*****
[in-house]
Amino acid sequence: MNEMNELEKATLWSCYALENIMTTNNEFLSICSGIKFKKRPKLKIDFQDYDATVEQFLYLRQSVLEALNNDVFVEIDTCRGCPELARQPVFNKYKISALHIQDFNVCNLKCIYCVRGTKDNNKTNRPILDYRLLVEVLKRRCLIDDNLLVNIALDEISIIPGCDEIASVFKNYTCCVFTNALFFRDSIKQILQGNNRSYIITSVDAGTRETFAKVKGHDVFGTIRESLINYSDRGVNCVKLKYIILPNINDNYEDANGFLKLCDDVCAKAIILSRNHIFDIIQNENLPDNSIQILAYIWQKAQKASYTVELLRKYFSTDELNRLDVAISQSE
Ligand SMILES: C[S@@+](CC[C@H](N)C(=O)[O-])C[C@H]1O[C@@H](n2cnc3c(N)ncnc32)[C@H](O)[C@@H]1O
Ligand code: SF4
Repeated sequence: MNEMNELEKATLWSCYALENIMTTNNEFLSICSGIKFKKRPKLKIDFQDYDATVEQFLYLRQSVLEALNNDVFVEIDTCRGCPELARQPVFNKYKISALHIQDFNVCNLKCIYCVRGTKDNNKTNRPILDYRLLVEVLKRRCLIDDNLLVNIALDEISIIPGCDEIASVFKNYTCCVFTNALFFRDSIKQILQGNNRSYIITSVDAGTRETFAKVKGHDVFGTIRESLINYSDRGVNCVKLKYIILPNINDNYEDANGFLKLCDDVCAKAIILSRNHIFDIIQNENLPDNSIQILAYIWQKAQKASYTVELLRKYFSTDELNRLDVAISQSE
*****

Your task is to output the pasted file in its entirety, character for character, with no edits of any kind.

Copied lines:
[in-house]
Amino acid sequence: MNEMNELEKATLWSCYALENIMTTNNEFLSICSGIKFKKRPKLKIDFQDYDATVEQFLYLRQSVLEALNNDVFVEIDTCRGCPELARQPVFNKYKISALHIQDFNVCNLKCIYCVRGTKDNNKTNRPILDYRLLVEVLKRRCLIDDNLLVNIALDEISIIPGCDEIASVFKNYTCCVFTNALFFRDSIKQILQGNNRSYIITSVDAGTRETFAKVKGHDVFGTIRESLINYSDRGVNCVKLKYIILPNINDNYEDANGFLKLCDDVCAKAIILSRNHIFDIIQNENLPDNSIQILAYIWQKAQKASYTVELLRKYFSTDELNRLDVAISQSE
Ligand SMILES: C[S@@+](CC[C@H](N)C(=O)[O-])C[C@H]1O[C@@H](n2cnc3c(N)ncnc32)[C@H](O)[C@@H]1O
Ligand code: SF4
Repeated sequence: MNEMNELEKATLWSCYALENIMTTNNEFLSICSGIKFKKRPKLKIDFQDYDATVEQFLYLRQSVLEALNNDVFVEIDTCRGCPELARQPVFNKYKISALHIQDFNVCNLKCIYCVRGTKDNNKTNRPILDYRLLVEVLKRRCLIDDNLLVNIALDEISIIPGCDEIASVFKNYTCCVFTNALFFRDSIKQILQGNNRSYIITSVDAGTRETFAKVKGHDVFGTIRESLINYSDRGVNCVKLKYIILPNINDNYEDANGFLKLCDDVCAKAIILSRNHIFDIIQNENLPDNSIQILAYIWQKAQKASYTVELLRKYFSTDELNRLDVAISQSE